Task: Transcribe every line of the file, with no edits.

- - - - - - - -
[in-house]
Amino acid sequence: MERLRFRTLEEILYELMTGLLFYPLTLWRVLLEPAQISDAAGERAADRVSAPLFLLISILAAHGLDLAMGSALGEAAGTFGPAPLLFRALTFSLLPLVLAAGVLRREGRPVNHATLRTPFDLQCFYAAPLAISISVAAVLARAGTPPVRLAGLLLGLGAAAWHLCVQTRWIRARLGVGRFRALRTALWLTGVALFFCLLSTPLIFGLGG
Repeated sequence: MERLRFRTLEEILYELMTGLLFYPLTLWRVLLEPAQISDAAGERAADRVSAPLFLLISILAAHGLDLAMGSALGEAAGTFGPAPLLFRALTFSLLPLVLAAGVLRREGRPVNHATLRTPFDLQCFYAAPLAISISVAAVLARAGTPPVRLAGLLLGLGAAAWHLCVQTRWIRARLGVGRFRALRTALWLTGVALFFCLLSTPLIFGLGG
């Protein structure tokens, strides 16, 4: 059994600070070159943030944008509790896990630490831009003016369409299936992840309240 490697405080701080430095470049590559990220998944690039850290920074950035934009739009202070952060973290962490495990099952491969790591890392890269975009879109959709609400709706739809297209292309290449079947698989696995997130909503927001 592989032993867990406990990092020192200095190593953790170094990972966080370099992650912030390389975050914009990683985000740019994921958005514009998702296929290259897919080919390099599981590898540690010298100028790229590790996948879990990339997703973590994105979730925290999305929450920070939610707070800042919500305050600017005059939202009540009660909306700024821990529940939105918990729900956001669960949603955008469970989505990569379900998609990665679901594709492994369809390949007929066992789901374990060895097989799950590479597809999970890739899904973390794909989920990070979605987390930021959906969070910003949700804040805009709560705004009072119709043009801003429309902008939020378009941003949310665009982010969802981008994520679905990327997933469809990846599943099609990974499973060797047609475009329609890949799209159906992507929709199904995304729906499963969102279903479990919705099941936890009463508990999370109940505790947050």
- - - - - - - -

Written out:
[in-house]
Amino acid sequence: MERLRFRTLEEILYELMTGLLFYPLTLWRVLLEPAQISDAAGERAADRVSAPLFLLISILAAHGLDLAMGSALGEAAGTFGPAPLLFRALTFSLLPLVLAAGVLRREGRPVNHATLRTPFDLQCFYAAPLAISISVAAVLARAGTPPVRLAGLLLGLGAAAWHLCVQTRWIRARLGVGRFRALRTALWLTGVALFFCLLSTPLIFGLGG
Repeated sequence: MERLRFRTLEEILYELMTGLLFYPLTLWRVLLEPAQISDAAGERAADRVSAPLFLLISILAAHGLDLAMGSALGEAAGTFGPAPLLFRALTFSLLPLVLAAGVLRREGRPVNHATLRTPFDLQCFYAAPLAISISVAAVLARAGTPPVRLAGLLLGLGAAAWHLCVQTRWIRARLGVGRFRALRTALWLTGVALFFCLLSTPLIFGLGG
């Protein structure tokens, strides 16, 4: 059994600070070159943030944008509790896990630490831009003016369409299936992840309240 490697405080701080430095470049590559990220998944690039850290920074950035934009739009202070952060973290962490495990099952491969790591890392890269975009879109959709609400709706739809297209292309290449079947698989696995997130909503927001 592989032993867990406990990092020192200095190593953790170094990972966080370099992650912030390389975050914009990683985000740019994921958005514009998702296929290259897919080919390099599981590898540690010298100028790229590790996948879990990339997703973590994105979730925290999305929450920070939610707070800042919500305050600017005059939202009540009660909306700024821990529940939105918990729900956001669960949603955008469970989505990569379900998609990665679901594709492994369809390949007929066992789901374990060895097989799950590479597809999970890739899904973390794909989920990070979605987390930021959906969070910003949700804040805009709560705004009072119709043009801003429309902008939020378009941003949310665009982010969802981008994520679905990327997933469809990846599943099609990974499973060797047609475009329609890949799209159906992507929709199904995304729906499963969102279903479990919705099941936890009463508990999370109940505790947050």